The book The Glass Castle is an autobiography by Jeanette Walls, going through her hectic life and how she handled everything. I liked this book, but it's about a really sensitive topic, and it could go through a lot of overwhelming and gross details towards the middle of the book, so I recommend for more sensitive readers not to read this. I picked this book because I saw that we had to read it in school, so of course, I wanted a little peek of what it was about. The start of the book was more calm, but readers could start to tell that her family isn't the way it's supposed to be. Throughout the book, there will be a lot of surprising and unexpected events, most not very wanted. I wouldn't say I "enjoyed" the book because that would sound wrong, but I felt the need to keep reading, seeing what happens next. I feel like a lot of students could relate to Jeanette. Maybe our conditions might not be as bad as hers, but readers could feel luckier and safe to be living a better life. But overall, I do recommend this book to less sensitive readers.
Reviewer Grade: 10

Reviewer's Name: Trisha
The Skin I'm In
Flake, Sharon G.
4 stars = Really Good
Review:

The Skin I'm In by Sharon G. Flake is a realistic fiction novel from the point of view of seventh grade Maleeka. Maleeka has low self-esteem and poor body image because of people teasing her for being too black and too tall. When Maleeka meets Miss Saunders, the new English teacher, who has messed up skin from a rare skin condition, Miss Saunders is taunted by the children. But, she never lets it get to her. Throughout the book, Maleeka rethinks her biases and her insecurities. This book's story is powerful, and there is a lesson to be learned through Maleeka's experience about overcoming low self-esteem. The author illustrates the problems of this century perfectly and guides the reader through a rollercoaster of emotions.

Reviewer's Name: Lucia
The Bridge Kingdom
Jensen, Danielle L.
4 stars = Really Good
Review:

All her life, Lara has been trained to be the perfect wife to a man she's never met, the King of Ithicana. She's also been trained to maim, kill, and torture anything and anyone, and now she's been sent to tear down her enemy and bring his kingdom to its knees. But when she meets Aren, his loyalty to his people and passion for the truth puts a rent in her mission. And when she learns that her father is the reason for her kingdom's poverty, she realizes that Aren was never her enemy, her father is.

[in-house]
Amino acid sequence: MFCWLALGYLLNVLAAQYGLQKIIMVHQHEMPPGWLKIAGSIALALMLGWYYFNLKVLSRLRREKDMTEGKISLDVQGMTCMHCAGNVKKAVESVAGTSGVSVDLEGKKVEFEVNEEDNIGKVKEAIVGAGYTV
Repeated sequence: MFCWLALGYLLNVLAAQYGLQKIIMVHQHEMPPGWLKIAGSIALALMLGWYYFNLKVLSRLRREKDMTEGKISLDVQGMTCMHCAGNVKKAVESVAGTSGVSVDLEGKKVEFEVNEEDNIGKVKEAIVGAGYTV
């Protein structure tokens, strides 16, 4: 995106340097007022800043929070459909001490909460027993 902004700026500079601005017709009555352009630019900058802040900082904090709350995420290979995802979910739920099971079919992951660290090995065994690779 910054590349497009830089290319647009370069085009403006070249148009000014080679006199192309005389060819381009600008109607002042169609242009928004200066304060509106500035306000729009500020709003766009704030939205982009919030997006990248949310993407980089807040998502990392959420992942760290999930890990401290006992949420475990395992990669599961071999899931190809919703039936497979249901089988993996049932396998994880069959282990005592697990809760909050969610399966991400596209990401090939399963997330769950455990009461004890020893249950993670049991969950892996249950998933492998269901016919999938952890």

I liked this book because it uses one of my favorite tropes, enemies to lovers. Although Aren is meant to be the antagonist, you learn that Lara's father is the reason why both kingdoms are suffering, and seeing Lara realize she's been lied to and change alliances was the most satisfying part of the book. There's a healthy balance of passion and action in the novel, and the end left me itching to read the sequel.

Reviewer's Name: Nneoma
Fahrenheit 451 book jacket
Bradbury, Ray
4 stars = Really Good
Review:

"Fahrenheit 451" is a short story that tells about Montag's transformation from finding a pleasure in burning books, to loving books and all the knowledge that comes with it. Montag lives in a society where the government has forbidden to read books and seek knowledge through writing. Montag is part of a group called "Fireman" who are supposed to put out fire, but that's not the case since they do the opposite. He lives with his girlfriend and has a bad relationship with her. They don't really talk and just look after themselves. Deep down, he cares for her, we'll find out when Montag gets home and see she's fallen over because of an overdose, where he called the ambulance and the police. At the end of Fahrenheit 451, Montag escapes the city and joins a small community of survivors who have successfully fled the repressive society and are dedicated to memorizing books. The group is moving north to start anew, and for the first time in his life Montag has a future to look forward to.